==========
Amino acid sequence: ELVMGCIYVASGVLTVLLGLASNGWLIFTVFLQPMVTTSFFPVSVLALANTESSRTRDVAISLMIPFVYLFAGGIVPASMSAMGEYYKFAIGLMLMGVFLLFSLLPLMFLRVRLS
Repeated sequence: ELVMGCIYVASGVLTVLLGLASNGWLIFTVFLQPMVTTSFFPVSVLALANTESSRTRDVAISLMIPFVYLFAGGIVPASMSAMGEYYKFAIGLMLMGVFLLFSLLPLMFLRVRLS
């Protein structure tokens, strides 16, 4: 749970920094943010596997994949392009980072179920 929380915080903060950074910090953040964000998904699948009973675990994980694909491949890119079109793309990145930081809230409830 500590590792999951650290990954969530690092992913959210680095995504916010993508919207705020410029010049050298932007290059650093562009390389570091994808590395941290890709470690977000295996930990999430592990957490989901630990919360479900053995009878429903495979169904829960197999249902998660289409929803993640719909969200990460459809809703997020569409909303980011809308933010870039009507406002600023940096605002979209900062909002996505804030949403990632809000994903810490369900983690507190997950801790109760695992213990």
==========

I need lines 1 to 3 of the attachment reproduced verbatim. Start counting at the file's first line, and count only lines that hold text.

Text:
Amino acid sequence: ELVMGCIYVASGVLTVLLGLASNGWLIFTVFLQPMVTTSFFPVSVLALANTESSRTRDVAISLMIPFVYLFAGGIVPASMSAMGEYYKFAIGLMLMGVFLLFSLLPLMFLRVRLS
Repeated sequence: ELVMGCIYVASGVLTVLLGLASNGWLIFTVFLQPMVTTSFFPVSVLALANTESSRTRDVAISLMIPFVYLFAGGIVPASMSAMGEYYKFAIGLMLMGVFLLFSLLPLMFLRVRLS
């Protein structure tokens, strides 16, 4: 749970920094943010596997994949392009980072179920 929380915080903060950074910090953040964000998904699948009973675990994980694909491949890119079109793309990145930081809230409830 500590590792999951650290990954969530690092992913959210680095995504916010993508919207705020410029010049050298932007290059650093562009390389570091994808590395941290890709470690977000295996930990999430592990957490989901630990919360479900053995009878429903495979169904829960197999249902998660289409929803993640719909969200990460459809809703997020569409909303980011809308933010870039009507406002600023940096605002979209900062909002996505804030949403990632809000994903810490369900983690507190997950801790109760695992213990």